Over on the Liberal Democrat Expand site is an interesting account of Martin, a new Liberal Democrat member, comparing his experiences of joining the Liberal Democrats and previously of joining Labour:
As a former Labour member in one of the safest of seats in the north of England, my experience of joining that Party at the age of 18 resembled more an obstacle course than joining a political movement. When I finally managed to make contact with the constituency secretary, I was told he had been deposed from that position because he was a member of the wrong Union. As a new member, I was viewed with suspicion from the outset, even getting to find out when local branch meetings took place took many months. Being allowed to become active, even at a local level, took considerably longer, as local government and parliamentary seats were handed down to relatives or members of the ‘right’ lodge of the controlling Trade Union.
However when it came to joining the Liberal Democrats:
The local Councillor contacted me early on, and encouraged me to get active. He talked through the issues the Local Party were taking on. I was warmly welcomed to local meetings. At a recent AGM I was asked if I wanted to be one of the branch officers –a minor position, but that isn’t the point. The point is that I felt welcome, I felt like the other people in the room wanted me to be involved.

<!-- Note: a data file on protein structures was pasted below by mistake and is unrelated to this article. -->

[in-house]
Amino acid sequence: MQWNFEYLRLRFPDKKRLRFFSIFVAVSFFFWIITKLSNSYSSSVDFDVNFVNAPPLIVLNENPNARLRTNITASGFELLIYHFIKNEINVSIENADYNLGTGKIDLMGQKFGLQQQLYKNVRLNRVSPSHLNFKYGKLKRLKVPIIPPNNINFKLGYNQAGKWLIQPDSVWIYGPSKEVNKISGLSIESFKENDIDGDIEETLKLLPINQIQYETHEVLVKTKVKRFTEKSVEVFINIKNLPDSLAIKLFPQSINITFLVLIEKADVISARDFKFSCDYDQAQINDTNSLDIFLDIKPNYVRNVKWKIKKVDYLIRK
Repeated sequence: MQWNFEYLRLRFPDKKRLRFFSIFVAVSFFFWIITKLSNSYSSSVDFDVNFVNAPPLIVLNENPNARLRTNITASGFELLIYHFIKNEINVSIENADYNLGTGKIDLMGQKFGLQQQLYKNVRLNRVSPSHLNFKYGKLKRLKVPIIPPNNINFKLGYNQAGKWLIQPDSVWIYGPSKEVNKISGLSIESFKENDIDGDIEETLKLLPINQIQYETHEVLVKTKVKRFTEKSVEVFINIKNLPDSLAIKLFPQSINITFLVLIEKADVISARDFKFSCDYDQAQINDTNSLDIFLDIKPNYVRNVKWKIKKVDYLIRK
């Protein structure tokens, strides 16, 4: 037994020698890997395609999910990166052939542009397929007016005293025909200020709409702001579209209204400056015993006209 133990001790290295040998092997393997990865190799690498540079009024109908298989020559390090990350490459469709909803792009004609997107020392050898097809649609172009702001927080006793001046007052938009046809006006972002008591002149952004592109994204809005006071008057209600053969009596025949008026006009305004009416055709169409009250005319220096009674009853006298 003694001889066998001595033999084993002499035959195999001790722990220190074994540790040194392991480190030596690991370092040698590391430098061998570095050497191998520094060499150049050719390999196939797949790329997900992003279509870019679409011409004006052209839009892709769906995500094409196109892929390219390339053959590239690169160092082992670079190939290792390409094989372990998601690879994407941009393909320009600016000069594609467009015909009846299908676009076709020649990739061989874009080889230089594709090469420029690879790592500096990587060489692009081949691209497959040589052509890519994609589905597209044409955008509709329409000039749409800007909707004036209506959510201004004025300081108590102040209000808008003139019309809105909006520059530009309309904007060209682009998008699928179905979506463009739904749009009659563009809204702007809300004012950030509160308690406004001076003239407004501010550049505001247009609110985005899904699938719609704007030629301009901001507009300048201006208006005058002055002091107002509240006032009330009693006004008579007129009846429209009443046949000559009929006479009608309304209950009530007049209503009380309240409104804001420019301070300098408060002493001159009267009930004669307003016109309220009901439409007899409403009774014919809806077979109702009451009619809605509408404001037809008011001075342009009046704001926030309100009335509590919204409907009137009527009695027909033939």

In parallel with all of this, I was joining various Liberal Democrat social media networks. Two things struck me about this – the first was, again, that I was welcomed. The second was that where I disagreed with someone, I felt like I was having a respectful conversation with a fellow progressive, and not waiting for them to tell me to shut up because I was a Blairite / Tory (I’m neither, in case you wonder). I was also able to make a small contribution – phone calls from home – to the Witney and Richmond Park by-elections.
Although that’s not everyone’s experience, grassroots initiatives such as the excellent Lib Dem Newbies group combined with improvements at HQ have certainly improved matters in the last few years. There’s a wider lesson, too, in the combination of volunteer and staff effort involved in that.